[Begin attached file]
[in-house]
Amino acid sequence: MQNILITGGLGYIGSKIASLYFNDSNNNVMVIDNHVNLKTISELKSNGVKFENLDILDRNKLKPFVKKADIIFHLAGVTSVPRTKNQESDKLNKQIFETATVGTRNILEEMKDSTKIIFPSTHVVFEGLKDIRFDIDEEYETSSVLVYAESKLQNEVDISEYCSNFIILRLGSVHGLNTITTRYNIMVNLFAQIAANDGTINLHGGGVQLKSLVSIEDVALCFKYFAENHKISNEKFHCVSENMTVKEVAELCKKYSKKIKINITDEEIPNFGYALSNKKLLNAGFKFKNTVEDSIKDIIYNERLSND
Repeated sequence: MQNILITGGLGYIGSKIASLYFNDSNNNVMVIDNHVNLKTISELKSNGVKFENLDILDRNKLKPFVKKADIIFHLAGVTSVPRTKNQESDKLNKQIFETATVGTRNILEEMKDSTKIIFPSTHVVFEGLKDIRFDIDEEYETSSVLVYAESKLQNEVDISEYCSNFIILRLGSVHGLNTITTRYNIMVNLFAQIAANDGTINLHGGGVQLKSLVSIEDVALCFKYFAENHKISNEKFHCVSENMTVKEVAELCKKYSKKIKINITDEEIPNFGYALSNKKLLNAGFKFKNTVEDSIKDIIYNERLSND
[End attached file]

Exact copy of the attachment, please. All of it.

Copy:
[in-house]
Amino acid sequence: MQNILITGGLGYIGSKIASLYFNDSNNNVMVIDNHVNLKTISELKSNGVKFENLDILDRNKLKPFVKKADIIFHLAGVTSVPRTKNQESDKLNKQIFETATVGTRNILEEMKDSTKIIFPSTHVVFEGLKDIRFDIDEEYETSSVLVYAESKLQNEVDISEYCSNFIILRLGSVHGLNTITTRYNIMVNLFAQIAANDGTINLHGGGVQLKSLVSIEDVALCFKYFAENHKISNEKFHCVSENMTVKEVAELCKKYSKKIKINITDEEIPNFGYALSNKKLLNAGFKFKNTVEDSIKDIIYNERLSND
Repeated sequence: MQNILITGGLGYIGSKIASLYFNDSNNNVMVIDNHVNLKTISELKSNGVKFENLDILDRNKLKPFVKKADIIFHLAGVTSVPRTKNQESDKLNKQIFETATVGTRNILEEMKDSTKIIFPSTHVVFEGLKDIRFDIDEEYETSSVLVYAESKLQNEVDISEYCSNFIILRLGSVHGLNTITTRYNIMVNLFAQIAANDGTINLHGGGVQLKSLVSIEDVALCFKYFAENHKISNEKFHCVSENMTVKEVAELCKKYSKKIKINITDEEIPNFGYALSNKKLLNAGFKFKNTVEDSIKDIIYNERLSND